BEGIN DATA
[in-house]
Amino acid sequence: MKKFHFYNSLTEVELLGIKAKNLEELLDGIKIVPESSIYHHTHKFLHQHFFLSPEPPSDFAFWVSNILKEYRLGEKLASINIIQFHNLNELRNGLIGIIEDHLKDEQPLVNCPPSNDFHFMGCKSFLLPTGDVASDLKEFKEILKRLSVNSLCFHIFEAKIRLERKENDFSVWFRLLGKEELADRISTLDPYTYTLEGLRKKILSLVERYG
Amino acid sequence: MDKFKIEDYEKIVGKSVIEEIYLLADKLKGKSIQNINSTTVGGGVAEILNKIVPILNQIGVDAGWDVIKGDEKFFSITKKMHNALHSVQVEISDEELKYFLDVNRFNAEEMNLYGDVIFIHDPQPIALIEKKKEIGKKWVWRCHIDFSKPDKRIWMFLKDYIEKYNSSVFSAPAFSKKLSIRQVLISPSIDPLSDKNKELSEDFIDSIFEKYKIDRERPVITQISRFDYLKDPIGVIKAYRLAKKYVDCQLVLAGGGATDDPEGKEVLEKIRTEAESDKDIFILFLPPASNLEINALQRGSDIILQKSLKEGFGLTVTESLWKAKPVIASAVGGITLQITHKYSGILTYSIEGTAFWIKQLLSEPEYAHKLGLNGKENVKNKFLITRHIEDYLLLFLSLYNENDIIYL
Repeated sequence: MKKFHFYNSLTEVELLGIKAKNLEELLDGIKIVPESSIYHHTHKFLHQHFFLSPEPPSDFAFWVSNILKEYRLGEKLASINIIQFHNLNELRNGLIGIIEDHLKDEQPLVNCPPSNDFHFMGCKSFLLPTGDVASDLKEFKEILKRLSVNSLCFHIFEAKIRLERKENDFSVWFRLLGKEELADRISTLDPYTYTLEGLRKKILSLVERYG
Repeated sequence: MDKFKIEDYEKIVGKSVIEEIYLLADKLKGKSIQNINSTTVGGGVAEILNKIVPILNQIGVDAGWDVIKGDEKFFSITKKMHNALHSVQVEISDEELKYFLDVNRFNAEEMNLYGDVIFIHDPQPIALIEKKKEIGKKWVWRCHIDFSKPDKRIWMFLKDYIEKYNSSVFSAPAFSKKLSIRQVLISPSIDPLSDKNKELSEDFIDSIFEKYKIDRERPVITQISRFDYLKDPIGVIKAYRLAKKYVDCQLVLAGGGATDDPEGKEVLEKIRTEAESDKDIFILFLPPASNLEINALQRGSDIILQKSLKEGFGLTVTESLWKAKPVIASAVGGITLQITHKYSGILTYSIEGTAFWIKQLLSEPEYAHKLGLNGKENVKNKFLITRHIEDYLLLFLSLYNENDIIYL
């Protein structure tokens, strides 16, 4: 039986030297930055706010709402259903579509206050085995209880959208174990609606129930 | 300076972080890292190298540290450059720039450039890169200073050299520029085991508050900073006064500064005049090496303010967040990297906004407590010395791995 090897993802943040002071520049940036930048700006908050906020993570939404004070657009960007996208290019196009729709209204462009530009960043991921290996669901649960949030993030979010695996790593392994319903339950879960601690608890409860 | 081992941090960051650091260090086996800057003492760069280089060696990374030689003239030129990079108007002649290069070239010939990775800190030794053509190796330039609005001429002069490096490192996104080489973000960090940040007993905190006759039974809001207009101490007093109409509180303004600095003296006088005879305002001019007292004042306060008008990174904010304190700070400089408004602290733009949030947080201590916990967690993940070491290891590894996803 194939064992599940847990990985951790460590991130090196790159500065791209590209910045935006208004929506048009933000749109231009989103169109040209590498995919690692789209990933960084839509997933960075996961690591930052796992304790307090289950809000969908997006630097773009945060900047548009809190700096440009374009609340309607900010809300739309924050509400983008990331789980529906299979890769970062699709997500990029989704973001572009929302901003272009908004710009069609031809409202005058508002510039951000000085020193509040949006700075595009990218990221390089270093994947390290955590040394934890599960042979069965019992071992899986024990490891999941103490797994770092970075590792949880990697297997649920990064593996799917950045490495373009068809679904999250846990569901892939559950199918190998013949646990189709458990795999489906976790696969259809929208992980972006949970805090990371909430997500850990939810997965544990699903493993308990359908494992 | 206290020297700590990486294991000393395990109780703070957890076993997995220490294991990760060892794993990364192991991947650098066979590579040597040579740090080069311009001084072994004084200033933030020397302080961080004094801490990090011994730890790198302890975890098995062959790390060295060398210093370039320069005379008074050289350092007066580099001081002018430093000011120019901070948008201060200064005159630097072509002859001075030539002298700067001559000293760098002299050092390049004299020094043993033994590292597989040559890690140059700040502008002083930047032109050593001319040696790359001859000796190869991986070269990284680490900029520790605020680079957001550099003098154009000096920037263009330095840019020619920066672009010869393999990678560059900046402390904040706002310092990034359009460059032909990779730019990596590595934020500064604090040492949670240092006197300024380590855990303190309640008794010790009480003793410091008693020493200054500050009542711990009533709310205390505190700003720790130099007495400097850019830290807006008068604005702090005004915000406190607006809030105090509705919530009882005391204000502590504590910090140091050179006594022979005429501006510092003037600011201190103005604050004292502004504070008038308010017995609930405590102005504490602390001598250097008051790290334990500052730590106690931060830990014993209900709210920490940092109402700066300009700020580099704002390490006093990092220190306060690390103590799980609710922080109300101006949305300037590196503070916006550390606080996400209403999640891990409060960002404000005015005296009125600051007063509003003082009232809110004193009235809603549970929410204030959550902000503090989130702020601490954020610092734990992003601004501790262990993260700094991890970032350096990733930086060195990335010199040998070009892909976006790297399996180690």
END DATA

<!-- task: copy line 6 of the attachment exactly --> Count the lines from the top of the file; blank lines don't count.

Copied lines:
């Protein structure tokens, strides 16, 4: 039986030297930055706010709402259903579509206050085995209880959208174990609606129930 | 300076972080890292190298540290450059720039450039890169200073050299520029085991508050900073006064500064005049090496303010967040990297906004407590010395791995 090897993802943040002071520049940036930048700006908050906020993570939404004070657009960007996208290019196009729709209204462009530009960043991921290996669901649960949030993030979010695996790593392994319903339950879960601690608890409860 | 081992941090960051650091260090086996800057003492760069280089060696990374030689003239030129990079108007002649290069070239010939990775800190030794053509190796330039609005001429002069490096490192996104080489973000960090940040007993905190006759039974809001207009101490007093109409509180303004600095003296006088005879305002001019007292004042306060008008990174904010304190700070400089408004602290733009949030947080201590916990967690993940070491290891590894996803 194939064992599940847990990985951790460590991130090196790159500065791209590209910045935006208004929506048009933000749109231009989103169109040209590498995919690692789209990933960084839509997933960075996961690591930052796992304790307090289950809000969908997006630097773009945060900047548009809190700096440009374009609340309607900010809300739309924050509400983008990331789980529906299979890769970062699709997500990029989704973001572009929302901003272009908004710009069609031809409202005058508002510039951000000085020193509040949006700075595009990218990221390089270093994947390290955590040394934890599960042979069965019992071992899986024990490891999941103490797994770092970075590792949880990697297997649920990064593996799917950045490495373009068809679904999250846990569901892939559950199918190998013949646990189709458990795999489906976790696969259809929208992980972006949970805090990371909430997500850990939810997965544990699903493993308990359908494992 | 206290020297700590990486294991000393395990109780703070957890076993997995220490294991990760060892794993990364192991991947650098066979590579040597040579740090080069311009001084072994004084200033933030020397302080961080004094801490990090011994730890790198302890975890098995062959790390060295060398210093370039320069005379008074050289350092007066580099001081002018430093000011120019901070948008201060200064005159630097072509002859001075030539002298700067001559000293760098002299050092390049004299020094043993033994590292597989040559890690140059700040502008002083930047032109050593001319040696790359001859000796190869991986070269990284680490900029520790605020680079957001550099003098154009000096920037263009330095840019020619920066672009010869393999990678560059900046402390904040706002310092990034359009460059032909990779730019990596590595934020500064604090040492949670240092006197300024380590855990303190309640008794010790009480003793410091008693020493200054500050009542711990009533709310205390505190700003720790130099007495400097850019830290807006008068604005702090005004915000406190607006809030105090509705919530009882005391204000502590504590910090140091050179006594022979005429501006510092003037600011201190103005604050004292502004504070008038308010017995609930405590102005504490602390001598250097008051790290334990500052730590106690931060830990014993209900709210920490940092109402700066300009700020580099704002390490006093990092220190306060690390103590799980609710922080109300101006949305300037590196503070916006550390606080996400209403999640891990409060960002404000005015005296009125600051007063509003003082009232809110004193009235809603549970929410204030959550902000503090989130702020601490954020610092734990992003601004501790262990993260700094991890970032350096990733930086060195990335010199040998070009892909976006790297399996180690």